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Music Review: The Byrds – Younger Than Yesterday

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The Byrds produced their fourth straight excellent album in a row despite changing their musical direction for a third time. Mr. Tambourine Man and Turn! Turn! Turn! were early excursions into folk-rock while Fifth Dimension would find the group turning toward a psychedelic sound. Younger Than Yesterday would be more diverse than their first three releases as it would feature a number of country related tracks.

The group would write or co-write ten of the eleven tracks and, except for a song or two, they would feature tight structures plus mature and thoughtful lyrics. The best harmonies this side of The Beach Boys were in place and Roger McGuinn’s signature 12 string guitar would continue to provide the foundation for their sound. The big change would be the emergence of Chris Hillman as a major contributor through his creative bass playing and songwriting abilities.

“So You Want To Be A Rock ‘n’ Roll Star,” written by Hillman and McGuinn, may have been a tongue in cheek song about The Monkees but the melody and the harmonies were just about perfect. Hugh Masekela provides some stellar trumpet playing which drives the track along.

Two of Chris Hillman’s contributions were early examples of the fusion between a country and rock sound. “Have You Seen Her Face” and “Thoughts and Words” sounded like The Beatles gone country as the harmonies and guitars provided a counterpoint to the lyrics and basic song structures. At the time very few artists had explored this musical territory and few since have explored it so well. “Time Between” and “The Girl With No Name” both have a country bluegrass feel and looked ahead to his work with The Desert Rose Band.

Tensions had begun to mount in the group, which would hasten David Crosby’s departure. The problems would reach a head when Crosby insisted that several of his songs be included on the album’s final release over the objections of the other group members.  “Mind Gardens,” which is just a mess, and the older song “Why” were inferior to the rest of the tracks in terms of both lyrics and melody. “Everybody’s Been Burned” is much better and remains a reminder that he could produce quality music.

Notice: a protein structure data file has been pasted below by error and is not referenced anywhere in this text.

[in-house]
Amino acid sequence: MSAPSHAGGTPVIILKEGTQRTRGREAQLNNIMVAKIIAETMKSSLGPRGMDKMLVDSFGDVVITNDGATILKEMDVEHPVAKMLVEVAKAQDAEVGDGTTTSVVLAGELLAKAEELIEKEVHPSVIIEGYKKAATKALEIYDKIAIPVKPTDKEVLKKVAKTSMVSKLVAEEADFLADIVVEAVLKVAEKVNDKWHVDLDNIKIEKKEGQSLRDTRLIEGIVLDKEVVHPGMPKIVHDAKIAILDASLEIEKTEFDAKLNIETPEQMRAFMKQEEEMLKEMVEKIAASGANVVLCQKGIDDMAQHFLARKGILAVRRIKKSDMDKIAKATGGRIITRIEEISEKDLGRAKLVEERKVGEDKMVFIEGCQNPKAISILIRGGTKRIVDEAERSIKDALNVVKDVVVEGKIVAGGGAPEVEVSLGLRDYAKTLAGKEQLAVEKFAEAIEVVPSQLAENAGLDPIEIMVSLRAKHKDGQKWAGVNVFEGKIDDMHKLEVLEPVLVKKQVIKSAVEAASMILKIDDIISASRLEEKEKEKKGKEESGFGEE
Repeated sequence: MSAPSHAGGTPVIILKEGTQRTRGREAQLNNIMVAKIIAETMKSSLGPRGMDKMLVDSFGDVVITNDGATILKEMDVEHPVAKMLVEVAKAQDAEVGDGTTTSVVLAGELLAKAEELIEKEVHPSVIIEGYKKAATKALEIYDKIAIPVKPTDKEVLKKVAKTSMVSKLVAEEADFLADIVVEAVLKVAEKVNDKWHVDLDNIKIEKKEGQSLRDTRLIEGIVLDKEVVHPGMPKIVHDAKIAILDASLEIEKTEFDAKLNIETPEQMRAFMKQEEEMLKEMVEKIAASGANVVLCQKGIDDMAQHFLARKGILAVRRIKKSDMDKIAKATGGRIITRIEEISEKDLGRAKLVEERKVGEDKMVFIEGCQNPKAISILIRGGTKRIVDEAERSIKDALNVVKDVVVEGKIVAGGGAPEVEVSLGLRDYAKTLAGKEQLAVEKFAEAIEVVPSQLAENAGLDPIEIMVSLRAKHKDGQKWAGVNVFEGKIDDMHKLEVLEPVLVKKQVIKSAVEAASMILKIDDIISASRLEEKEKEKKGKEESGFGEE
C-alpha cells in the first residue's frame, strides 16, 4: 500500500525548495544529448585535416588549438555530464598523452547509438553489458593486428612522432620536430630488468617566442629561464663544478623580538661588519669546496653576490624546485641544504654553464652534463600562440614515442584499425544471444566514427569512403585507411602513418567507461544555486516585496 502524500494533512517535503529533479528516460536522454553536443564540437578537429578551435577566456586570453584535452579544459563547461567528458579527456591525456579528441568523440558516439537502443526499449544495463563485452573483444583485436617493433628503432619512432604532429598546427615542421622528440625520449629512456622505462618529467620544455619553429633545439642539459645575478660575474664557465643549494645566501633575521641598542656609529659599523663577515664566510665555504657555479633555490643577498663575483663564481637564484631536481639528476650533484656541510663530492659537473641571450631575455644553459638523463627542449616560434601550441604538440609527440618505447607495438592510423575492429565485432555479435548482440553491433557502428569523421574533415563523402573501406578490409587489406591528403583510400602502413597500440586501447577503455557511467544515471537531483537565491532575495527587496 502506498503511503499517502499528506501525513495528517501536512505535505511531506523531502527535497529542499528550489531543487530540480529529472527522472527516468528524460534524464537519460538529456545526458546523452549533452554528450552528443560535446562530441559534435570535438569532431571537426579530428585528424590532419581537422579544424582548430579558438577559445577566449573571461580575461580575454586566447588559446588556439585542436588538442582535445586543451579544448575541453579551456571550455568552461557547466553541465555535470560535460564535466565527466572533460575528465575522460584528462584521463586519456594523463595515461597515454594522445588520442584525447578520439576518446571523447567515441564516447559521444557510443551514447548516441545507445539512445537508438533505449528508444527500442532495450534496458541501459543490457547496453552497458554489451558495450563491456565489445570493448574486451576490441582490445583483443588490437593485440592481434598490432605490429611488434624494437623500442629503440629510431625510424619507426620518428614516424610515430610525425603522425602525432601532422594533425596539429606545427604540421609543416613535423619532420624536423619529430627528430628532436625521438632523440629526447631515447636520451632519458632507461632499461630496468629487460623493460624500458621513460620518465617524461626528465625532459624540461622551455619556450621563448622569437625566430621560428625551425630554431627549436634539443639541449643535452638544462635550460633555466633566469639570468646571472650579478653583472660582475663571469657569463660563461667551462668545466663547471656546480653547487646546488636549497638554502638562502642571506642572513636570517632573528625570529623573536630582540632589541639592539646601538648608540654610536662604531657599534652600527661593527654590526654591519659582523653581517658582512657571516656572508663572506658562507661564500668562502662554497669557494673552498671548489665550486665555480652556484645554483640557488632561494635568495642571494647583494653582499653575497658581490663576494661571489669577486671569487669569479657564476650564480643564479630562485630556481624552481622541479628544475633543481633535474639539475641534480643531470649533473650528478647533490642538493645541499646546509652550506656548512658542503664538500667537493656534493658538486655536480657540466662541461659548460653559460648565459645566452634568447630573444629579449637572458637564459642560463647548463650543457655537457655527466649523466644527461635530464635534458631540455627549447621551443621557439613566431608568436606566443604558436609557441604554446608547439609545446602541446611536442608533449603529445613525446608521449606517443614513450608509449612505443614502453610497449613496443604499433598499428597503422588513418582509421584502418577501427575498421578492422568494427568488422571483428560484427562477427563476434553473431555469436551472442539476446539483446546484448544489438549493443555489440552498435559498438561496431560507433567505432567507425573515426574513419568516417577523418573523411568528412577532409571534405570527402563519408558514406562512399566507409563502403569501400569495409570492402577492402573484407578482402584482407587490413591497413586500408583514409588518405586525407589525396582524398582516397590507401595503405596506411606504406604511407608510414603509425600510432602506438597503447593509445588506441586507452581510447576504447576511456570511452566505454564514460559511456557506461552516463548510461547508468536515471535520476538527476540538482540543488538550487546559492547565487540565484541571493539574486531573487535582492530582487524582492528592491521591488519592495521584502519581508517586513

In many ways Crosby would be missed as he and McGuinn could produce wonderful songs together upon occasion as “Renaissance Fair” shows. The interaction of their guitars and vocals was almost intuitive and this moody track catches them at their best.

Roger McGuinn's “C.T.A.-102” may be one of the goofiest psychedelic tunes ever produced but somehow it works as it is catchy and memorable.

The Byrds only non original song would be a cover of Bob Dylan’s “My Back Pages.” It would rival “Mr. Tambourine Man” as their best cover track. Dylan’s original version was issued on Another Side Of Bob Dylan and was stark and acoustic. The Byrds would combine their voices and guitars to give the song a whole new feel. These personal and poetic lyrics of Bob Dylan would be changed into a song of incredible beauty.

Younger Than Yesterday remains one of the superior albums of its time and further solidified The Byrds as one of the important American bands of the 1960s. Rolling Stone Magazine would rank it at number 124 on their list of the greatest 500 albums of all time. It remains an album full of surprises and is an essential part of the Byrds catalogue of releases.   

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About David Bowling

  • The best Byrds album taken as whole album, or even as a collection of songs – the Byrds’ equivalent of the Beatles’ Revolver, as it were. The Notorious Byrds Brothers follow closely on its heels as the Sgt. Pepper equivalent.

  • Paul

    Fine album and fine review. “Mind Gardens” is dreadful musically and lyrically, and “CTA 102” is annoying. “Why” is a great song, but the single version, released a full year earlier, is much, much better. The rest of the album is amazingly awesome.

  • JC Mosquito

    Thre remix of Why on the Box Set is the bestest version, if you can afford the box.